News Based on facts, either observed and verified directly by the reporter, or reported and verified from knowledgeable sources.
The Village of Buchanan Board of Trustees has reached an agreement with the new owners of the Indian Point Energy Center to secure funding for at least the next three years.
Village officials announced Friday Buchanan will receive $1.4 million annually through 2024 with an option to renew for a fourth year under a pact with Holtec Decommissioning International and Nuclear Asset Management Company (NAMCO).
“This agreement will give the village certainty with its budget after years of uncertainty,” said Buchanan Mayor Theresa Knickerbocker. “I believe it’s a fair agreement for the village and I will continue to work with Holtec for the release of the 60 acres at the earliest possible date.”
In 2017, Entergy, New York State and Riverkeeper stunned local officials when they announced the two operating nuclear reactors at Indian Point would close. Unit 2 powered down in April 2020 and Unit 3 shut down a year later.
Since that time, local leaders put their heads together in an effort to plan for the financial hit municipalities, the Hendrick Hudson School District and other entities would suffer after the $32 million revenue stream from Indian Point ran dry.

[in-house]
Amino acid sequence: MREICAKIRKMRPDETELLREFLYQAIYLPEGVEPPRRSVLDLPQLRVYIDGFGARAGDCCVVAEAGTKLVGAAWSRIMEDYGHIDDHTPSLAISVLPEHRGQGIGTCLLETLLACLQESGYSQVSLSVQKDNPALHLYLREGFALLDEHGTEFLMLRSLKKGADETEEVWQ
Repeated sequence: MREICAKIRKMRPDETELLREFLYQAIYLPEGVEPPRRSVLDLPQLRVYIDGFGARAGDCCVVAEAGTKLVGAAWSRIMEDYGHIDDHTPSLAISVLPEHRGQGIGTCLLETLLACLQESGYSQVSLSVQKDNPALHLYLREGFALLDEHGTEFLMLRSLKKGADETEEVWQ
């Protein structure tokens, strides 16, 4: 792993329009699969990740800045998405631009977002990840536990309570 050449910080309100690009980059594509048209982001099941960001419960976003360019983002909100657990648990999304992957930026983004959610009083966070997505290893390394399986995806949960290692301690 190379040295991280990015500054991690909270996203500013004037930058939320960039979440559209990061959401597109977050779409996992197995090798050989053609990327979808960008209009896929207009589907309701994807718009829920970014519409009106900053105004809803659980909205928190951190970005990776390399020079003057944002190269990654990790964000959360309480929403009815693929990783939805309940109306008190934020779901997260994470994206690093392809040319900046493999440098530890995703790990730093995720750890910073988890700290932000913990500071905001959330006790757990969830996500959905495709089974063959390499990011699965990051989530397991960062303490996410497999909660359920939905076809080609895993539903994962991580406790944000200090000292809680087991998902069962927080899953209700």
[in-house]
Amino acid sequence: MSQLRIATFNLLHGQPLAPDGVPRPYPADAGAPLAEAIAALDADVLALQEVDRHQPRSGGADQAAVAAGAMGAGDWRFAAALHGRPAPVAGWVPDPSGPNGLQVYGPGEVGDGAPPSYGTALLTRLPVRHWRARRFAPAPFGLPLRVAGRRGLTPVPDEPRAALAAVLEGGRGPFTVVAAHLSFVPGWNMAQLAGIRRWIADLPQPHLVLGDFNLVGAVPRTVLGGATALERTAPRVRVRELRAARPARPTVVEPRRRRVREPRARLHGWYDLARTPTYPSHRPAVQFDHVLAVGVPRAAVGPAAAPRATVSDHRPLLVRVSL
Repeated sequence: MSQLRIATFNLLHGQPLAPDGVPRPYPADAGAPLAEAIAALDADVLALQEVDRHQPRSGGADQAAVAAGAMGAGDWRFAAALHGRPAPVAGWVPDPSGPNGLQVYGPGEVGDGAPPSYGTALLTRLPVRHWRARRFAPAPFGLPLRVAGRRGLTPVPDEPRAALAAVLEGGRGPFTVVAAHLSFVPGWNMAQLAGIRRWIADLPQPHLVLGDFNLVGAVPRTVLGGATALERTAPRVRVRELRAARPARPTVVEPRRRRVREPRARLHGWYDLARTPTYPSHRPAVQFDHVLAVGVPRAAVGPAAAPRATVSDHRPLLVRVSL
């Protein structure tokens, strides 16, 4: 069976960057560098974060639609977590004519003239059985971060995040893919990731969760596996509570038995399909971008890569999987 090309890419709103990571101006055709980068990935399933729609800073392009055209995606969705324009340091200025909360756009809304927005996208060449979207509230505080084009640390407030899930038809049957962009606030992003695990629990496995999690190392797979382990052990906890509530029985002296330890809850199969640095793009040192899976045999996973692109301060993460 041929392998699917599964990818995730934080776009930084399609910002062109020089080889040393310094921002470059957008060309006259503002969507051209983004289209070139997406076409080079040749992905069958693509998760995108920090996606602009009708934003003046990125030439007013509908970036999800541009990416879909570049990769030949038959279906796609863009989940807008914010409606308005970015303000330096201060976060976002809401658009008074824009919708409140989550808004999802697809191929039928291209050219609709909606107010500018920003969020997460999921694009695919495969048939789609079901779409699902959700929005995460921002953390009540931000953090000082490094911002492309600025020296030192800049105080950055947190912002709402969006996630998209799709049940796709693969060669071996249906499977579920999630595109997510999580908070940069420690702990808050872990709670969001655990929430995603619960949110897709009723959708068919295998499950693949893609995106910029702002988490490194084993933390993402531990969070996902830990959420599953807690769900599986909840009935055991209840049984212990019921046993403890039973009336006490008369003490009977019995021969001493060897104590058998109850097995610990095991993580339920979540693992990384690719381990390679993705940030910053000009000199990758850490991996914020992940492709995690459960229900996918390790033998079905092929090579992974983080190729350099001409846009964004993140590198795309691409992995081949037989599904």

Revenue from Indian Point covered half of Buchanan’s $7 million annual budget.
The Cortlandt Town Board voted on a Memorandum of Understanding (MOU) that continued its PILOT (payment in lieu of taxes) arrangement from Entergy to Holtec, guaranteeing the town received $809,000 in 2022 and $550,000 in 2023. $809,000 is what Cortlandt had been receiving annually.
As part of its decommissioning plan, Holtec said it expected to move all of the Indian Point spent nuclear fuel into dry casks within about three years following facility shutdown in 2021. Holtec has a pending application with the NRC for a Consolidated Interim Storage Facility in New Mexico, which could eventually store spent nuclear fuel from Indian Point and other U.S. nuclear power plants.
During a meeting of the Indian Point Decommissioning Oversight Board at Linda Puglisi Town Hall in Cortlandt last month, a Holtec representative said the company was requesting several exemptions from the Nuclear Regulatory Commission (NRC) regarding property insurance, off-site liability and how long it could keep spent nuclear fuel rods outside a cooling pool.
While Entergy owned the plants, Holtec was in charge of handling the spent fuel for three decades.
There is currently $2.3 billion in a Indian Point Nuclear Decommissioning Trust Fund.